Ubud’s claim to fame isn’t just due to Wayan’s popularity. It’s been long considered an artist’s haven and looking around, you will understand why (it may even remind you of Berkeley with it’s hippie atmostphere and laid back vibe). It’s lush setting among forested hills and wet rice fields provide shelter for craftsmen, carvers, and artists alike. It’s a rewarding getaway from the chaos that is south Bali. Ubud is also famous for the various babi guling joints found all over town. Babi guling is a dish that consists of slices of roasted pork, pork skin, and Balinese spices served with shrimp chips over rice. If you ask me, Chinese-style roasted pork tastes much more flavorful, but when in Ubud, right?

One of my favorite activities was mountain biking with a group of Australians and a local guide from Bali Bintang. We were picked up from our hotels early in the morning and shuttled to a coffee and tea plantation near Kintamani for product tasting and breakfast. We then spent 3 hours biking downhill on backroads towards the direction of a village called Pejeng, in central Bali. Riding through several alleys where angry stray dogs barked and growled at your feet, I regretted not getting a rabies shot at the travel health clinic in SF. The ride allowed for some breathtaking views and we were able to stop and meet people along the way, stopping even at Wayan’s (our guide) own village to say hello to his friends and pass by the home where he grew up. I should forewarn you about the downhill nature of the ride. You’ll be using your brakes constantly and your forearms will be sore from intensely gripping the handlebars for 3 hours, so it can be tiring.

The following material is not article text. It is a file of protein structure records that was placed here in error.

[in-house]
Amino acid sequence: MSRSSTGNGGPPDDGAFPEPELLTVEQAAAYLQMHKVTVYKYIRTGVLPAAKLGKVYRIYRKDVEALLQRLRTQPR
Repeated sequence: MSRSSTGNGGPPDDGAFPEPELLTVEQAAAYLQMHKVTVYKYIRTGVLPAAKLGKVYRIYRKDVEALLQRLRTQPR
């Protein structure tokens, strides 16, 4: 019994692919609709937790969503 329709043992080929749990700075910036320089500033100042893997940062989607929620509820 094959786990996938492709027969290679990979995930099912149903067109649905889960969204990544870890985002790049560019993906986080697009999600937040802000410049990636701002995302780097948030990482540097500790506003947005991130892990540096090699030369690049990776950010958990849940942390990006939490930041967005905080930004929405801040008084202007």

My last night on Bali called for a very unique experience. I rode on the back of a friend’s motorbike, in the rain, to a multi-level dance club and karaoke venue called Asakasa in Denpasar. Walking in, I didn’t know what to expect. The club only saw local patrons, so I was the only non-Indonesian inside. Once in, I was asked to pay a cover and leave my camera inside a locker to be picked up upon leaving. (I know, I know. I had stuffed my D40 into my purse that night knowing I was going to a club. Call me crazy, but I didn’t want to miss anything in case something good happened.) The house music thumped so loudly I thought my heart was going to explode. There were creepy looking older men who were dancing up front where there was a large stage, watching several go-go girls who wore nothing but a lacy bra and underwear. I have nothing against voyeurismn, but I wasn’t sure this was my style. We stayed for a little while longer, but I decided to call it a night once 1:30 rolled around.

Overall, I feel that I was able to experience multiple sides of Bali. While it is a tourist destination on the southeast Asian route, you can still find places where the people aren’t going to try to sell you something and meet individuals who are genuinely interested in talking to you and exchanging perspectives. It’s definitely a place I’d like to explore more of in the future.

Written by winniewongsf

January 10, 2010 at 10:17 pm

Posted in food, travel